Best Writing – Drama: Her Story
Everyone loves a mystery, but very few seem quite so mysterious as Sam Barlow’s Her Story. The narrative is presented through video clips from multiple police interviews of a sole character, the titular "Her." The thing is, the many video fragments are out of order, leaving you to piece them together like a puzzle and discover what really happened. The nature of the story automatically makes it feel foreboding: You're on a computer in the basement of a police station, digging through old case file interviews using only keywords, the first of which is "murder," the only clue provided to get you started. The unique gameplay mechanics play a significant part in keeping the narrative interesting, but Her Story wouldn't have been successful without an intriguing story to support it. Fortunately, writer-director Sam Barlow delivers a thoroughly compelling yarn filled with intrigue.
Some of the video clips are small, a few conveying only a single word. Others contain humorous anecdotes, emotional confessions, and even songs. Certain details offer important glimpses into the lives of other people connected to the case, and as with all mysteries, shocking reveals are exposed along the way. The narrative twists far beyond what you first expect starting out, delving deeply into the psyche of its focal character. To say more would deprive players of the joy of personal discovery, but suffice it to say, this is a rich character study of a complex woman, its larger story opening up to become the proverbial riddle wrapped in a mystery inside an enigma. Even the ending is left somewhat ambiguous, encouraging you draw your own conclusions. Thanks to its strategic plotting and deft script, it all feels very organic, true to life in both its mundane details and most intimate moments. A good indication that any piece of writing has been worthwhile is when it stays with you for a long time, and Her Story is still foremost on our minds in awarding it our best dramatic writing Aggie for 2015.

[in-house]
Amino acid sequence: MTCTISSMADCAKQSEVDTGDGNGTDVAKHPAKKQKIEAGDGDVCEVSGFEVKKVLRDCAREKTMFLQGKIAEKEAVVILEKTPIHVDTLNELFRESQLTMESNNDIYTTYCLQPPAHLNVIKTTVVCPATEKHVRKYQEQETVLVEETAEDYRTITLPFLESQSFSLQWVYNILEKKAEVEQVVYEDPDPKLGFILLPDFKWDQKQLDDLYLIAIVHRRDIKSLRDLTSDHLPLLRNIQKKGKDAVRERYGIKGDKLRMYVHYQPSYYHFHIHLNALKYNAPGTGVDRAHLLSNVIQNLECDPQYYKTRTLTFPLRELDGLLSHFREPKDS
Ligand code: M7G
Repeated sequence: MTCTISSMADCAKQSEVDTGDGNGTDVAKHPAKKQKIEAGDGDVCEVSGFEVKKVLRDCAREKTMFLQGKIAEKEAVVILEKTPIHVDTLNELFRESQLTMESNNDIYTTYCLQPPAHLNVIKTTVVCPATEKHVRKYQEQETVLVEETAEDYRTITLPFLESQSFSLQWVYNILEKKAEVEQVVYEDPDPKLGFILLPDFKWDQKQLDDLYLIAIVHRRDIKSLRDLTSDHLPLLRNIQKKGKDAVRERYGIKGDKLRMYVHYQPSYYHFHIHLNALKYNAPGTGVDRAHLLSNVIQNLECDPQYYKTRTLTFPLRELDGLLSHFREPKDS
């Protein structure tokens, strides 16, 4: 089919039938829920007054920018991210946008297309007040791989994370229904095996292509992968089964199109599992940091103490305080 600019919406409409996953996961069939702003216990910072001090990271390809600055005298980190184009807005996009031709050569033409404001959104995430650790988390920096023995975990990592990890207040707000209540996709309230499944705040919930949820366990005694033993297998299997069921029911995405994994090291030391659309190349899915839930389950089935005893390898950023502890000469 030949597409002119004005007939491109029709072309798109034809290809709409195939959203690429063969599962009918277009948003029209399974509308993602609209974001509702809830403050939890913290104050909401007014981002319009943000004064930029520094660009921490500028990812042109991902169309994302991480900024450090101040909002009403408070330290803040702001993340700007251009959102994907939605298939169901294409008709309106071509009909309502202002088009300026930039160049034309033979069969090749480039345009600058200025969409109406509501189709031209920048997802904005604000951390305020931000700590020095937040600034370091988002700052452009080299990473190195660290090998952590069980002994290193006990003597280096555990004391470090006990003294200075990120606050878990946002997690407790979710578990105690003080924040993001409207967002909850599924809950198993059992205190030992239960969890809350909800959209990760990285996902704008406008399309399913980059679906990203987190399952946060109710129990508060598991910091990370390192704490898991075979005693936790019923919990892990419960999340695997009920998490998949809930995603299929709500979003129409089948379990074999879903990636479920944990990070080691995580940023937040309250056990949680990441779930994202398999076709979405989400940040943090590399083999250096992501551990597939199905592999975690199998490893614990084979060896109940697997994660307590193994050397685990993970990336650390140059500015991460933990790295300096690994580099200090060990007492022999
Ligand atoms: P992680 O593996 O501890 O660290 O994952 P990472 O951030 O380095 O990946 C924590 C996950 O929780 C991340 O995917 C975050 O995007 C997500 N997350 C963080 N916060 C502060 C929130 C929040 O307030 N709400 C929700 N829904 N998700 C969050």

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Readers’ Choice: Life Is Strange
Nothing sinks a good story faster than a weak script, but you readers were clearly impressed by this game’s mature handling of a very believable teen drama at its core. It’s not just the dialogue between a truly eclectic cast of characters, either, but the abundance of extraneous details, from whiteboard notes and posters scattered around the campus to Max’s hand-written journal littered with Polaroids, doodles, magazine clippings, and more. For so authentically representing high school as we remember it (an experience that some of us have probably tried hard to forget), Life Is Strange pairs its Best Story reader award with the best dramatic writing Aggie.
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Next up: Best Character... the envelope, please!
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